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ABSTRACT: This paper describes the further results of the study that has been described in session 5 of the 58th International Symposium on Crop Protection (Ghent 2006). Since then our attention has been focused on verifying the previous communication results working on a two years basis data set belonging to a specific farm. The choice of using data from a single farm derives from the considerations that have been explained in the previous study in which it was clear that an efficient forecasting Artificial Neural Network (ANN) model can be created only in restricted (or at least comparable) pedoclimatic areas. On the basis of the matured experience, at the moment we have realized an ANN which, being trained on 2005 year data, elaborating the following year data is capable of correctly predicting the real Plasmopara viticola (Berk. et Curt.) Berl. et De Toni outbreak, never giving false negative signals (no alarm in presence of infection on the field) and, finally, giving few other alarms which are totally comparable with the ones given by the most common statistical instrument used in this field trials. We confirm the advantages of this approach in terms of: (a) Management and optimization improvement of agricultural activities. (b) Reduction of plant protection products use. (c) Quality improvement of the final product for a real lowering of plant protection products use. (d) Reduction of environmental impact. (e) A more efficient management of the climate changes.Communications in agricultural and applied biological sciences 02/2007; 72(2):321-5.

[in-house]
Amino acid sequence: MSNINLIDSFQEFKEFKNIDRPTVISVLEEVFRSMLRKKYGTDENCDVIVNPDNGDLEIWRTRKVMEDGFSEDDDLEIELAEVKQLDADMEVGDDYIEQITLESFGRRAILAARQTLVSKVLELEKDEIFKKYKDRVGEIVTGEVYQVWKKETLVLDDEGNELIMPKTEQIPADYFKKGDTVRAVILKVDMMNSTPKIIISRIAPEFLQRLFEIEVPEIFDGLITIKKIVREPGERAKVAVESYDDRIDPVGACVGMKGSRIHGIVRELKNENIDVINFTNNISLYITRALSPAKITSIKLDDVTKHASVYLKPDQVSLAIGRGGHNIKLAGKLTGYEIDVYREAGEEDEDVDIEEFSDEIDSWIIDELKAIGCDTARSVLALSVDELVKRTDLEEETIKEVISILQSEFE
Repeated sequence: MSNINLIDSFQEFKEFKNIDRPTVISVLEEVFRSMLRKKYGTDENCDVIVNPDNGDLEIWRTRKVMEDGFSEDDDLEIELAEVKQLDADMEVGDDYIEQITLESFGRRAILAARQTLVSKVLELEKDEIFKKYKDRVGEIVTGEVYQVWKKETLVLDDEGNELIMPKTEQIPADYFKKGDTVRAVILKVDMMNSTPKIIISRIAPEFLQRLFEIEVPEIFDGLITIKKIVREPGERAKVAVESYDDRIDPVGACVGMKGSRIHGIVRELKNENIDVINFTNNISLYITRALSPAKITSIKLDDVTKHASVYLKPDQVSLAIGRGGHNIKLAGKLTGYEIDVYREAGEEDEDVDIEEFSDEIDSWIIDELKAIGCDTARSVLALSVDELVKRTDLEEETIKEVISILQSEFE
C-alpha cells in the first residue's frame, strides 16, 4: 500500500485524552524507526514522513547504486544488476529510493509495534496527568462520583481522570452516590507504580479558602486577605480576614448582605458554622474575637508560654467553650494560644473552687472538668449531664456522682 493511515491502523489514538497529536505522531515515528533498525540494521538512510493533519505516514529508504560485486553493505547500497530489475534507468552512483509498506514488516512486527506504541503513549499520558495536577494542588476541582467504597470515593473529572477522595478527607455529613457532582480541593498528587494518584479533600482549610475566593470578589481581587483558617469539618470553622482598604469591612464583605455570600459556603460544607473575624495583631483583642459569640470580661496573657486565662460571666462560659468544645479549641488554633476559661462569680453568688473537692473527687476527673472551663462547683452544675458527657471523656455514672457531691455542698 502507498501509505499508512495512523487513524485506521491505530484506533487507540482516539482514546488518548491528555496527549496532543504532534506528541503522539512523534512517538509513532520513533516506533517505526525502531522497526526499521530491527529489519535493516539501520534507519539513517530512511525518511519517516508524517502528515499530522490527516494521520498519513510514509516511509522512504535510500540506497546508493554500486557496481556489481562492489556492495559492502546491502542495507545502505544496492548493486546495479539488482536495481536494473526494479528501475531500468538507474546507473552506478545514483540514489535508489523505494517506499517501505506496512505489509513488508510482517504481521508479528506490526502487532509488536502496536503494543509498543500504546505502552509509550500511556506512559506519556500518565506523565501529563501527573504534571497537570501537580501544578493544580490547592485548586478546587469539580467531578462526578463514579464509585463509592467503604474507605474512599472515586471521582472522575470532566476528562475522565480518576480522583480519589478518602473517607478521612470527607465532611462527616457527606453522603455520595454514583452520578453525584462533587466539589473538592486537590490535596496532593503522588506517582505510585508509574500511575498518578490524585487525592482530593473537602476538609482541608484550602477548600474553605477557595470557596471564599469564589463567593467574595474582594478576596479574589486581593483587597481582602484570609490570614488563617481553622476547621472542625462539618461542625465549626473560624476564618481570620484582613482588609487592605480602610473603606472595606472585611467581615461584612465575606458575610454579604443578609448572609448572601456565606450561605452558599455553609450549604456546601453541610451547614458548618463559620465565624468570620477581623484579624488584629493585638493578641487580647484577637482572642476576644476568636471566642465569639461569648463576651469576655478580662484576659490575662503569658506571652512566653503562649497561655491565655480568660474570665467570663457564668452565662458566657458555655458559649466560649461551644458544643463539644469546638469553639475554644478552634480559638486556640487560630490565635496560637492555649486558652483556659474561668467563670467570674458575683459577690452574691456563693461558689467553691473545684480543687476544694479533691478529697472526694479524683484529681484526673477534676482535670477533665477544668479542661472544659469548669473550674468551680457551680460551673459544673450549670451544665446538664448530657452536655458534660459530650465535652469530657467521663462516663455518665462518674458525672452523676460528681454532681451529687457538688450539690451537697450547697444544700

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ABSTRACT: The powdery mildew represents one of the diseases which affect the grape, it is diffused in all agricultural regions with variable intensity and epidemic course in operation of many microclimatic factors. The powdery mildew of grape is caused from Uncinala necator (Schw.) Burr. (nowadays named Erysiphe necator Schwein.); it is controlled with systemic therapy and contact chemicaL products. In some vineyards located in Latium (central Italy), different field trials have been carried out purposely to rationalize the treatments against E. necator. We have studied the powdery mildew infections through monitoring a set of environmental parameters, the evaluation of cultivar sensibility, the agricultural production method and the area characteristics. We have analysed the following environmental parameters monitoring every 15 minutes: precipitation, soil temperature, solar radiation, wind direction, wind speed, atmospheric relative humidity, atmospheric temperature, leaf wetness, soil humidity to cm 20 and soil humidity to cm 40. Besides, we have used Artificial Intelligence analysis techniques to try to forecast U. necator infections. Guideline EPPO/OEPP PP 1/4 (4) has been used. The trials were conducted in conventional and organic farms. In 2 conventional farms and in organic farm we have considered 1 untreated control thesis, in order to follow the course of infection, 1 standard farm reference thesis (standard), where the treatments were carried out according to the usual farm procedures and 1 thesis where the treatments were carried out according to examining the environmental data. In another conventional vineyard, we have considered only 1 untreated control thesis and 1 standard farm reference thesis (standard) to study disease trend. The achieved results have underlined the possibility (through the knowledge of data pedoclimatic and cultural) to position the treatments against the powdery mildew so that to reduce their number. The lower number of treatments that could follow as a result of environmental data to analyse could bring a series of evident economic and ecologic advantages for the farms.Communications in agricultural and applied biological sciences 02/2007; 72(2):315-9.